Making change – finding the bright spots

When we are faced with things we need to change, we are compelled to look at the surrounding information and issues contributing to the problem to try to fix it. There is often a complex web of issues that need to be dealt with to fix any one problem. When you need to change, this way of looking at problems can leave us feeling overwhelmed, demotivated and inactive, as the steps to ‘fix’ the problem are just too numerous, to complex or too big to deal with.

Look for the bright spots  

Looking outwards to find a ‘bright spot’ is a refreshing and more effective approach and one that most importantly, gets results. It involves asking ourselves a simple question in order to make a change; “what worked before, or what’s working elsewhere and how can we do more of it?” Let’s explore how this concept was first brought to light…

In 1990, Jerry Sternin was sent to Vietnam to address the issue of severe malnutrition amongst children in rural villages. He was given six months to turn things around. At the time, malnutrition was seen as a result of the locals’ ignorance to the importance of nutrition, poverty, poor hygiene and polluted water and it was assumed the way to deal with malnutrition was to address these contributing factors. Sternin decided the information was all TBU – True But Unhelpful. If improving nutrition required fixing sanitation, eradicating poverty, providing clean water, educating people, learning the language and building bridges with key stakeholders in the government … it was never going to happen. So instead of focusing on the cause of the problem, Sternin had a better idea: to find the bright spots – children in the same communities who were not malnourished, whose parents who were feeding them well, in spite of the circumstances.

Within a month of studying these families, of whom he referred to as ‘bright spots’, he discovered local practices that were effective, realistic and sustainable and could be transferred to the other villages/ families. He brought the mothers of the nourished children and the mothers of the malnourished children together by setting up a regular community meal preparations, so the malnourished families could see what the ‘bright spot’ families were doing differently and replicate this behaviour. Sternin helped the bright spot mothers in numerous villages train others in the most effective practices for their communities. Critical to the success was the fact that the solutions were readily available and could be easily sourced by the families. Bright spots mothers fed their children four times a day, rather than two. They were more active in feeding their children, rather than leaving them to regulate their eating themselves. They also added crabs and shrimp to their children’s’ meals, local and available seafood that was traditionally seen as food suitable only for adults. The mothers of malnourished children that adopted these practices were thrilled to see their children’s health began to improve rapidly.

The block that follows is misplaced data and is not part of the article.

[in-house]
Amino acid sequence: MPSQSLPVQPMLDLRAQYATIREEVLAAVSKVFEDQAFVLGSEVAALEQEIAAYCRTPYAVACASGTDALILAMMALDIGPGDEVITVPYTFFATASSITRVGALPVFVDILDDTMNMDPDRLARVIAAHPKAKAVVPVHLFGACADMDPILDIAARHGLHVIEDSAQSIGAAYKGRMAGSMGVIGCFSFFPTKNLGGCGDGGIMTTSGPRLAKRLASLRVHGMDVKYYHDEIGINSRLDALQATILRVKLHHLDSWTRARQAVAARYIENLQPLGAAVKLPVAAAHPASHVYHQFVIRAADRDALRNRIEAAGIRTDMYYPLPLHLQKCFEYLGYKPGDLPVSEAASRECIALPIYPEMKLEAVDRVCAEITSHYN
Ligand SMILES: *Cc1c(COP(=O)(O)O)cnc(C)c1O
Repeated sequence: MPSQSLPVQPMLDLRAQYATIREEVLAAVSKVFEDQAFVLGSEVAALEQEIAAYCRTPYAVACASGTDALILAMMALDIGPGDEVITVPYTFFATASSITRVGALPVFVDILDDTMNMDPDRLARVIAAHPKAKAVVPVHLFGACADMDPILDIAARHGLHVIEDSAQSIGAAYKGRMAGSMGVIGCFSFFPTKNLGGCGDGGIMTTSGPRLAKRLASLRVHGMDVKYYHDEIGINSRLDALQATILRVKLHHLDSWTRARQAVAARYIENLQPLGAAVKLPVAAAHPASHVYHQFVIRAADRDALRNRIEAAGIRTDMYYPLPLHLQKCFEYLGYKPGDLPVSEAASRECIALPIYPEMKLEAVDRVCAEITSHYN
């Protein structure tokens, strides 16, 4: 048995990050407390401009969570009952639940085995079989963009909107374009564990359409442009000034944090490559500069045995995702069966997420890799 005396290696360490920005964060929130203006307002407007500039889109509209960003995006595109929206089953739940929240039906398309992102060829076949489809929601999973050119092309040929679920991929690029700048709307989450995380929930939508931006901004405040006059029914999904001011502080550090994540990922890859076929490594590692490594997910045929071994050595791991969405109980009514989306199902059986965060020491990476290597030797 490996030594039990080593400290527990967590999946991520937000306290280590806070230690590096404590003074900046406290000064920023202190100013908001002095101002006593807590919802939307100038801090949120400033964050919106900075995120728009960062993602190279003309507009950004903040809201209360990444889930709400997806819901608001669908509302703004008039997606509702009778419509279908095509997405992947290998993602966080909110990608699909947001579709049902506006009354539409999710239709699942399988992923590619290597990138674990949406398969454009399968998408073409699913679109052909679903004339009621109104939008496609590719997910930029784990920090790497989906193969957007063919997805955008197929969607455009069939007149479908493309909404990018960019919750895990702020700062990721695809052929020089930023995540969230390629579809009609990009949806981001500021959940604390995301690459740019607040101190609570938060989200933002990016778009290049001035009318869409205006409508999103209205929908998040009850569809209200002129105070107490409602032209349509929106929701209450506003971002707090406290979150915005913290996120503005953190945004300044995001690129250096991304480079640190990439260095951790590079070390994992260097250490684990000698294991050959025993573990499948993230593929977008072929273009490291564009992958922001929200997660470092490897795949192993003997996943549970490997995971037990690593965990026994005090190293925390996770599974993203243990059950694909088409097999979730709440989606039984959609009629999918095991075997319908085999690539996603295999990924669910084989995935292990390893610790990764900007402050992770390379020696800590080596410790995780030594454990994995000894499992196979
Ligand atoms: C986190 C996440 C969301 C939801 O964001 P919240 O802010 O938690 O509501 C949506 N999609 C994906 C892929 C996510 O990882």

At the end of six months, 65% of the children in the villages where Sternin worked were better nourished.Furthermore, when researchers from Emory University’s School of Public Health visited after Sternin had left they found that children who were not even born when Sternin was working there were as healthy as the children who had been reached by Strenin’s work directly.

Finding the bright spots in the workplace

The concept of bright spots is one that can be easily transferred to the way we view and solve problems in the workplace. When problems seem so complex, the bright spots approach encourages you to explore and examine what’s working elsewhere, or what worked before. If you try to tackle the problems and facts surrounding an issue head on, you can be left feeling overwhelmed with all the problems and bottlenecks you need to address in order to ‘fix’ the problem. Or worse, you remain unmotivated and inactive from the analysis paralysis you feel in the shadow of the huge amount of issues you need to address.

If we acknowledge and then let go of the true but useless information at hand and instead choose to look outwards and identify our bright spots – the successful efforts worth emulating, we can create and implement a much more digestible and do-able strategy for change.

For example, if your team isn’t selling enough widgets, rather than looking at all the obstacles in the way (the ‘true but unhelpful’ facts surrounding the issue), look towards the highest performer to see what he/ she is doing differently and try to teach this same technique or behaviour to the others in the team so they can replicate the same approach. Alternatively look outwards to explore what trailblazing companies are doing to sell their own widgets and try to emulate this behaviour within your own team.Adapting this approach of identifying and copying bright spots, in times of change, makes the process much more effective and achievable.

Next time you have an intractable problem you need to address, try approaching it in this way. What are the TBU (True But Unhelpful) facts that you need to let go of? What are people currently doing? Where amongst the population are their Bright Spots – locally grown solutions that are producing better results in the same environment? How can you create an experience where people just start following rather than spending time and money trying to educate?

Could your leadership team benefit from one of my tailored workshops? Please get in touch today. I’d love to help!

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